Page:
Bugzilla – Bug 19297
May user agents apply additional restrictions on entering pointer lock?
Last modified: 2013-10-04 23:16:02 UTC
The pointer lock spec Working Draft 29 May 2012 is written specifying several requirements to enter mouse lock, and leaving user agents to add additional constraints to prevent nuisance and enforce security policies. Specifically the Element requestPointerLock method section  states "The user agent determines if pointer lock state will be entered" and the Security section  includes varying policies including 'A conservative approach' requiring user gestures and 'A full screen approach' requiring full screen.
Initial implementations have added additional constraints beyond those explicitly listed in . Firefox 14 introduced pointer lock requiring that fullscreen be entered and confirmed and that the pointer lock target match the fullscreen element. Chrome 22 introduced pointer lock with a more permissive policy, allowing pointer lock of any element after fullscreen has been confirmed. Chrome also permitted pointer lock outside of fullscreen if it was requested via a user gesture.
Concern was raised in public-webapps discussion  that all user agents should use the same policy and that be incorporated into the specification.
The goal of the specification should be to:
1) Provide a reliable API for developers with known behavior
2) Avoid UX issues around the usage of pointerlock insofar as the API should not be structured to promote bad UX itself or patterns of usage by developers that are bad UX
3) Provide safety measures impacting UX as little as possible to ensure that malicious behavior is kept at bay.
Current implementations are currently not fulfilling #1, they are only partly fulfilling #2 and they may or may not fulfill #3. It is my belief that a thorough specification of the UX and Safety measures can be done, and that it would help vendors to arrive at consistent, usable and safe implementations without requiring them to have lengthy internal discussions about how to restrict pointerlock culminating in pointerlock behavior that would then be inconsistent between browsers.
Section 8 of the specification lists some use-cases which are recommended not to be compromised such as:
- Making it possible to seamlessly switch between pointerlock and releasing it
- Making it possible to request pointerlock without requiring fullscreen at the same time
- Making it possible for iframes to request pointerlock.
An issue with current implementations is the requirement for fullscreen by one vendor in the form of only regarding pointerlock requests soonest in the fullscreenchange event, while another vendor does not impose such a restriction, yet does restrict requestPointerLock only to user interaction events. This is particularly bad since we are not dealing with differing APIs, but entirely differing behavior, that stands no hope of being wrapped, abstracted, monkey patched or otherwise glanced over. The abstraction of these decisions will fully leak trough to user-code.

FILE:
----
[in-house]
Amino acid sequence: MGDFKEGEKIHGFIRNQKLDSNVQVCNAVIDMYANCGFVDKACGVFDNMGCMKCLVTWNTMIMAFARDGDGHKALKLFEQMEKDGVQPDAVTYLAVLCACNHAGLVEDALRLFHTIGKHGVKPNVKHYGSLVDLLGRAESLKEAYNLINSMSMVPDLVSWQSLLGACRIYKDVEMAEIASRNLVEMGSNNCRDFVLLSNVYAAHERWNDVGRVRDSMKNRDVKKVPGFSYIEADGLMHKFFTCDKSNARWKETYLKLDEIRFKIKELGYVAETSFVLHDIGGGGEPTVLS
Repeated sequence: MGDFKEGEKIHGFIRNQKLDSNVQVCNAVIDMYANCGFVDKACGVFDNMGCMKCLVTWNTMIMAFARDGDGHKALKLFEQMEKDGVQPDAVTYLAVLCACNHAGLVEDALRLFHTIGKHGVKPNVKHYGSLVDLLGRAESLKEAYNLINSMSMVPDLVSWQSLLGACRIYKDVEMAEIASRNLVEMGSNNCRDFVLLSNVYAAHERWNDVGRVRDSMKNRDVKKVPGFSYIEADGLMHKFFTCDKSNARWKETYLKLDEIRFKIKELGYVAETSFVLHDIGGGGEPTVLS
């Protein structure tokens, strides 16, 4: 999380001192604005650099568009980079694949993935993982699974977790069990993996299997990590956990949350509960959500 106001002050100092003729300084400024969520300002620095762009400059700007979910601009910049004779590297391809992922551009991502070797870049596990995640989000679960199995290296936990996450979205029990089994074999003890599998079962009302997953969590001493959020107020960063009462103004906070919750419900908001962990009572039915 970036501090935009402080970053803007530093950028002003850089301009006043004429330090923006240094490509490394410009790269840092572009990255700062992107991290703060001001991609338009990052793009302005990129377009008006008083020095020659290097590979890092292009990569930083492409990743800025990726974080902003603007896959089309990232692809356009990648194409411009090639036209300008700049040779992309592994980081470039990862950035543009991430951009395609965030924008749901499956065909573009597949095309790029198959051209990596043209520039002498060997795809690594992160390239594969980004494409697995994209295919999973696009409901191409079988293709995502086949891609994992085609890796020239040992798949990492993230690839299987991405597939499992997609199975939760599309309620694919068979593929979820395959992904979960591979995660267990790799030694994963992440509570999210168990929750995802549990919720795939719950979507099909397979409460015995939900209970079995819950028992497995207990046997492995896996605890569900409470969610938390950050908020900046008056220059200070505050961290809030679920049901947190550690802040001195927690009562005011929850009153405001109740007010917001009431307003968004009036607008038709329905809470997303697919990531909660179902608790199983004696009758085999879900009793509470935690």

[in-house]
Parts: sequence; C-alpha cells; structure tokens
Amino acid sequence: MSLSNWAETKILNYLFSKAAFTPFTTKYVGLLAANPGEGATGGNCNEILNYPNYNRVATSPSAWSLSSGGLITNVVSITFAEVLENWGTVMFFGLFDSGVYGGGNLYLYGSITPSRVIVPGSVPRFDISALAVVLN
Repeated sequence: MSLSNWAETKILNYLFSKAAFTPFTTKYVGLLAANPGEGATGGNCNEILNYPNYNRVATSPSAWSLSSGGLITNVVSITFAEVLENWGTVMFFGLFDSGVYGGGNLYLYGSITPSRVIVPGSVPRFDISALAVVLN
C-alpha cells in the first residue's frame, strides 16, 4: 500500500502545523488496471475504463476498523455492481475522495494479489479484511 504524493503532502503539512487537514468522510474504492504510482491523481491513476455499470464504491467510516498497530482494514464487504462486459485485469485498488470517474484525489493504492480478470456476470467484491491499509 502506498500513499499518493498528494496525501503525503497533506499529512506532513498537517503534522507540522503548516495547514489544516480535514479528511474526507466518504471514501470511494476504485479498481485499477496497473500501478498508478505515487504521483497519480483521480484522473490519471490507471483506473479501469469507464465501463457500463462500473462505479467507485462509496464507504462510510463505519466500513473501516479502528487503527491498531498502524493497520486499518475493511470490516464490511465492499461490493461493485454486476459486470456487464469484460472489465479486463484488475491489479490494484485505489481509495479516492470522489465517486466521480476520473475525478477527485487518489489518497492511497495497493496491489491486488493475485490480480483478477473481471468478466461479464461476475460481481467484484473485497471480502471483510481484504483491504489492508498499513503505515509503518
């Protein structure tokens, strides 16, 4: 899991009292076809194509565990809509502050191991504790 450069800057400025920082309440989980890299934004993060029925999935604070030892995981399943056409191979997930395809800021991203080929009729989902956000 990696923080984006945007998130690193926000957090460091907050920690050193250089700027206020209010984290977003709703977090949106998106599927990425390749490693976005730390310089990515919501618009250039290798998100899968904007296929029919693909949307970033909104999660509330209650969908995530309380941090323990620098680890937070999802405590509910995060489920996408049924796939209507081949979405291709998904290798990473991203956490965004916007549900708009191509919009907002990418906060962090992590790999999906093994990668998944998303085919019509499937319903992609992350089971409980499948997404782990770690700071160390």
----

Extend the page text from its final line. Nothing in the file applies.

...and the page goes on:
(In reply to comment #1)
I would propose assembling a repository of use cases/UX and attack vectors both including tests for each so the specification can use specific language to address these issues.
Let's wait for the outcome of Mozilla's security review . It may find Chrome's policy  acceptable (possibly with minimal changes that Chrome could adapt to), and that could be added to the specification.
Would be good to know what all cancels pointer lock in Chrome.
Does clicking anywhere outside the page's view port do it?
Also, while pointer is locked, is it possible to use JS
to move the window which locked the pointer?
(In reply to comment #4)
> Would be good to know what all cancels pointer lock in Chrome.
> Does clicking anywhere outside the page's view port do it?
It's hard to click outside the page's view when you have no mouse cursor. ;) No mouse gesture escapes.
- ESC key.
Normative from spec:
- Any action which causes the browser tab to loose focus (such as alt-tab, ctrl-tab, windows key, mac key, a dialog pop-up).
- Target element being removed from dom tree, and thus implicitly document removed or navigation.
(In reply to comment #5)
> Also, while pointer is locked, is it possible to use JS
> to move the window which locked the pointer?
It should be, no reason to specify that it should not that I can see.
(In reply to comment #3)
> Let's wait for the outcome of Mozilla's security review . It may find
> Chrome's policy  acceptable (possibly with minimal changes that Chrome
> could adapt to), and that could be added to the specification.
>  https://bugzilla.mozilla.org/show_bug.cgi?id=737100#c16
>  https://bugzilla.mozilla.org/show_bug.cgi?id=737100#c5
Would someone from Mozilla speak to the completion of the security review  and how it affects this issue. Specifically, is Mozilla content with adding the additional checks Chrome uses outside of fullscreen to the specification ( above)?
Olli Pettay, I see your work underway in Mozilla to implement pointer lock in windowed (non fullscreen) mode useing similar additional constraints as Chrome .
I would like to fold these constraints into the specification, but I'd like confirmation on the specifics.
Does coment 5  on that issue describe what you are implementing? It seems to be covered in comment 20  except the ability to re-lock without user gesture after the application/page has voluntarily unlocked, but I see in the code  bool mAllowRelocking which seems to implement this.
Firefox builds now support a policy similar to Chrome, as discussed in . I have updated the pointer lock specification  to clarify required behavior and recommend the optional behaviors chrome and firefox have adopted.